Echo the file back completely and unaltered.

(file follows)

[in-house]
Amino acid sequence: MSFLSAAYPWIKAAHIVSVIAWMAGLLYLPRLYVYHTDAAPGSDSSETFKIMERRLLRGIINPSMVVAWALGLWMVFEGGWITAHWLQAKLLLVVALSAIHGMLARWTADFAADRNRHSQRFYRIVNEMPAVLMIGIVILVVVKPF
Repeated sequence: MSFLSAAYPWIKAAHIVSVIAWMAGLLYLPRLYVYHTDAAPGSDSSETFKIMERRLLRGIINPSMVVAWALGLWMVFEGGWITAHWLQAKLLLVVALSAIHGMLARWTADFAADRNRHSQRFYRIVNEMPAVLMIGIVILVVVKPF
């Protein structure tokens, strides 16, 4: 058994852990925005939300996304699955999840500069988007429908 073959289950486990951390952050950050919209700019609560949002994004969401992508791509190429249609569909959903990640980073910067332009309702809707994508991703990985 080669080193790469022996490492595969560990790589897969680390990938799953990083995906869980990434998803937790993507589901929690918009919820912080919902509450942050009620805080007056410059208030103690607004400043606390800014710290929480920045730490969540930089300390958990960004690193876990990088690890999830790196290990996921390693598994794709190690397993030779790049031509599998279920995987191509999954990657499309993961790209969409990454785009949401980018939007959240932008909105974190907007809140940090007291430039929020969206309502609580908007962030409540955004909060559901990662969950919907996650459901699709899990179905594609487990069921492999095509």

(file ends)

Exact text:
[in-house]
Amino acid sequence: MSFLSAAYPWIKAAHIVSVIAWMAGLLYLPRLYVYHTDAAPGSDSSETFKIMERRLLRGIINPSMVVAWALGLWMVFEGGWITAHWLQAKLLLVVALSAIHGMLARWTADFAADRNRHSQRFYRIVNEMPAVLMIGIVILVVVKPF
Repeated sequence: MSFLSAAYPWIKAAHIVSVIAWMAGLLYLPRLYVYHTDAAPGSDSSETFKIMERRLLRGIINPSMVVAWALGLWMVFEGGWITAHWLQAKLLLVVALSAIHGMLARWTADFAADRNRHSQRFYRIVNEMPAVLMIGIVILVVVKPF
């Protein structure tokens, strides 16, 4: 058994852990925005939300996304699955999840500069988007429908 073959289950486990951390952050950050919209700019609560949002994004969401992508791509190429249609569909959903990640980073910067332009309702809707994508991703990985 080669080193790469022996490492595969560990790589897969680390990938799953990083995906869980990434998803937790993507589901929690918009919820912080919902509450942050009620805080007056410059208030103690607004400043606390800014710290929480920045730490969540930089300390958990960004690193876990990088690890999830790196290990996921390693598994794709190690397993030779790049031509599998279920995987191509999954990657499309993961790209969409990454785009949401980018939007959240932008909105974190907007809140940090007291430039929020969206309502609580908007962030409540955004909060559901990662969950919907996650459901699709899990179905594609487990069921492999095509």